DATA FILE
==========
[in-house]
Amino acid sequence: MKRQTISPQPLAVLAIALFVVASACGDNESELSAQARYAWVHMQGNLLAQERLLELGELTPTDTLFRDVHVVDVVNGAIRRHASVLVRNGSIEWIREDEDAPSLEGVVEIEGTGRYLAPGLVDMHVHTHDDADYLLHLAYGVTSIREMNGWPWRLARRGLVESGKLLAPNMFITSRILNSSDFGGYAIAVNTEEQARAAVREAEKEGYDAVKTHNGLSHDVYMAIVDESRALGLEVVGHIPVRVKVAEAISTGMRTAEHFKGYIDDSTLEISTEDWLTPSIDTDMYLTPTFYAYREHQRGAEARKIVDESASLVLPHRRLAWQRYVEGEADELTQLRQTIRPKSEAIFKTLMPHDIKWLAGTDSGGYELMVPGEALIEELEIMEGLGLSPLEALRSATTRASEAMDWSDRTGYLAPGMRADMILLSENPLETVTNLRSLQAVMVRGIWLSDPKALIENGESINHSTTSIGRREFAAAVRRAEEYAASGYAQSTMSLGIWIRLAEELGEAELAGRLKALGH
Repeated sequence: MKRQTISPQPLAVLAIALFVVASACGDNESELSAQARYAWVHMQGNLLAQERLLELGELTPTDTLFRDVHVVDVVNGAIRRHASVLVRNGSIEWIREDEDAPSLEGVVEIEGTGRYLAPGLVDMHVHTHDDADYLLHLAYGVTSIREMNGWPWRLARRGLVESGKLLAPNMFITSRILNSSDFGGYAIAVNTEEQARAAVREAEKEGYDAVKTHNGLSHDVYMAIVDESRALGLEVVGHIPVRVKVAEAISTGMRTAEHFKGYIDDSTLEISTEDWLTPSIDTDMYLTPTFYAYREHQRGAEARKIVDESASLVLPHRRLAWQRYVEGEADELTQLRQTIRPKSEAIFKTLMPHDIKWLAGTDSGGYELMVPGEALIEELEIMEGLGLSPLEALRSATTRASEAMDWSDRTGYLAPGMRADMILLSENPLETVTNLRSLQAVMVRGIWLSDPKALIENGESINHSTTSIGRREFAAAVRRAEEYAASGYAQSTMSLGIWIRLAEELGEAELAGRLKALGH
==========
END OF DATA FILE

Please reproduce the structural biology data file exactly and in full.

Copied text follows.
[in-house]
Amino acid sequence: MKRQTISPQPLAVLAIALFVVASACGDNESELSAQARYAWVHMQGNLLAQERLLELGELTPTDTLFRDVHVVDVVNGAIRRHASVLVRNGSIEWIREDEDAPSLEGVVEIEGTGRYLAPGLVDMHVHTHDDADYLLHLAYGVTSIREMNGWPWRLARRGLVESGKLLAPNMFITSRILNSSDFGGYAIAVNTEEQARAAVREAEKEGYDAVKTHNGLSHDVYMAIVDESRALGLEVVGHIPVRVKVAEAISTGMRTAEHFKGYIDDSTLEISTEDWLTPSIDTDMYLTPTFYAYREHQRGAEARKIVDESASLVLPHRRLAWQRYVEGEADELTQLRQTIRPKSEAIFKTLMPHDIKWLAGTDSGGYELMVPGEALIEELEIMEGLGLSPLEALRSATTRASEAMDWSDRTGYLAPGMRADMILLSENPLETVTNLRSLQAVMVRGIWLSDPKALIENGESINHSTTSIGRREFAAAVRRAEEYAASGYAQSTMSLGIWIRLAEELGEAELAGRLKALGH
Repeated sequence: MKRQTISPQPLAVLAIALFVVASACGDNESELSAQARYAWVHMQGNLLAQERLLELGELTPTDTLFRDVHVVDVVNGAIRRHASVLVRNGSIEWIREDEDAPSLEGVVEIEGTGRYLAPGLVDMHVHTHDDADYLLHLAYGVTSIREMNGWPWRLARRGLVESGKLLAPNMFITSRILNSSDFGGYAIAVNTEEQARAAVREAEKEGYDAVKTHNGLSHDVYMAIVDESRALGLEVVGHIPVRVKVAEAISTGMRTAEHFKGYIDDSTLEISTEDWLTPSIDTDMYLTPTFYAYREHQRGAEARKIVDESASLVLPHRRLAWQRYVEGEADELTQLRQTIRPKSEAIFKTLMPHDIKWLAGTDSGGYELMVPGEALIEELEIMEGLGLSPLEALRSATTRASEAMDWSDRTGYLAPGMRADMILLSENPLETVTNLRSLQAVMVRGIWLSDPKALIENGESINHSTTSIGRREFAAAVRRAEEYAASGYAQSTMSLGIWIRLAEELGEAELAGRLKALGH